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Could someone explain in plain English the parts of Gaussian PDF? Why $\pi$, why Euler constant etc.

$$f(x; \mu, \sigma^2) = \dfrac{1}{\sigma \sqrt{2\pi}} \exp\left\{-\frac{1}{2} \left( \frac{x - \mu}{\sigma}\right)^2\right\}.$$

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    $\begingroup$ Uhh, I think a textbook might be better for this. $\endgroup$ Commented Dec 20, 2019 at 18:40
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    $\begingroup$ Check this answer. $\endgroup$ Commented Dec 20, 2019 at 18:49
  • $\begingroup$ @AntoniParellada thx $\endgroup$
    – luky
    Commented Dec 20, 2019 at 18:51
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    $\begingroup$ That answer says everything except why the $x^2$ appears in the exponent. For that, see this. $\endgroup$ Commented Dec 20, 2019 at 19:06

2 Answers 2

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The simplest cumulant-generating function of a non-constant variable is quadratic, say $i\mu t-\frac12\sigma^2t^2$ (see here for further motivation). It can be shown the resulting distribution has mean $\mu$ and variance $\sigma^2$, and the PDF you cited. Because of how distributions respond to linear transformations, we need only check the $\mu=0,\,\sigma=1$ case, i.e. prove$$\varphi(t):=\exp-\frac12t^2\implies\int_{\Bbb R}\frac{1}{2\pi}\varphi(t)\exp(-itx)dt=\frac{1}{\sqrt{2\pi}}\exp-\frac{x^2}{2}dx.$$(This integral is the PDF, by the inversion formula.) The proportionality constants boil down to the $\alpha=\frac12$ special case of$$\int_{\Bbb R}\exp(-\alpha y^2)dy=\sqrt{\frac{\pi}{\alpha}}.$$Again, verification need only check $\alpha=1$. This has many proofs, the first here being the standard one in textbooks.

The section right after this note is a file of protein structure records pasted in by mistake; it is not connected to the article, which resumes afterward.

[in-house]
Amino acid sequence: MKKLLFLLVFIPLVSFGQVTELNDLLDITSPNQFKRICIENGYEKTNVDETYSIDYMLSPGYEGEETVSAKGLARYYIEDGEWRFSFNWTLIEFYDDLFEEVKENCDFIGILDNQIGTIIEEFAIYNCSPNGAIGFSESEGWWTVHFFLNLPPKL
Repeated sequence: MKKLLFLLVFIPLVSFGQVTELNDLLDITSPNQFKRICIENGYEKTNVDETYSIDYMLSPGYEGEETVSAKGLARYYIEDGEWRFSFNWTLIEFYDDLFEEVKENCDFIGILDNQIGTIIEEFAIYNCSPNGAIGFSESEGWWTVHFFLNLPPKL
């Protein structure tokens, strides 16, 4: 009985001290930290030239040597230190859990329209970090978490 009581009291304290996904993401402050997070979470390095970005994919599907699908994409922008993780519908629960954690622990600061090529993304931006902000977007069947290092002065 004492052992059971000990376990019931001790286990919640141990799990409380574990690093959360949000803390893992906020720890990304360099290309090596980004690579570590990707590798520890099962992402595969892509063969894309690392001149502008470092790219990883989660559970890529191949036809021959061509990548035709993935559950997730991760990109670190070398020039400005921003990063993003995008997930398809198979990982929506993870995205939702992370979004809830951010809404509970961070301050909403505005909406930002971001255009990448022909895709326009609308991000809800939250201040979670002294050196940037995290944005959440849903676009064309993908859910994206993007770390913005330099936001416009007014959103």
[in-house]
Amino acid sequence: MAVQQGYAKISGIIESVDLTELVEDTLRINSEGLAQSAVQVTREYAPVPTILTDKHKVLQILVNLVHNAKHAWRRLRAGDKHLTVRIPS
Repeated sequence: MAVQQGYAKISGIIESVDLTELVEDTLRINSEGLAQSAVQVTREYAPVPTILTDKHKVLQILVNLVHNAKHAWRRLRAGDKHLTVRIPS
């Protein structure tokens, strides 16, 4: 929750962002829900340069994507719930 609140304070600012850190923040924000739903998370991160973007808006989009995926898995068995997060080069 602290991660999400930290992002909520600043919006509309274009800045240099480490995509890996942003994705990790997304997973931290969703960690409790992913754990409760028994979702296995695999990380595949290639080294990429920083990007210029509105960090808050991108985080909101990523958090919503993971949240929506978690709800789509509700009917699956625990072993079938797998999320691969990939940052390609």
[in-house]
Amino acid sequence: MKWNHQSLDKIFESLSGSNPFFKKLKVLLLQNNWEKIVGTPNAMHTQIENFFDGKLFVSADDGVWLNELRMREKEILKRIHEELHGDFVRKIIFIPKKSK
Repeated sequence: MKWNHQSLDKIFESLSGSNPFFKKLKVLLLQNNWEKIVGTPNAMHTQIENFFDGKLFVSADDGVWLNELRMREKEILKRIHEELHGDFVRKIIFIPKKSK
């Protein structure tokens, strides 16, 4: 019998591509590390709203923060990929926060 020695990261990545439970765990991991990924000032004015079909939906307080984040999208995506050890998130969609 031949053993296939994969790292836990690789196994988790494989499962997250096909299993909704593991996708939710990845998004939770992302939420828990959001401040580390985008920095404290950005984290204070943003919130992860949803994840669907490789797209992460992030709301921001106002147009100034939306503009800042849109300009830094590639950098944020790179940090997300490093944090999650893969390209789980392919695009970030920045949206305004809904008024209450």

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I don't have a specific answer why π and Euler (or natural logarithm) but I found a general answer to my question. The hint was found here Gaussian Integral where they mention function e^(-x^2) and its integral sqrt(π).

Second part of the hint was this page Normal distribution where they mention both functions as simplified PDF for variance 1/2 and mean 0.

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Meaning the general form of PDF equals to f(x) / integral of f(x) where f(x) is a distribution function.

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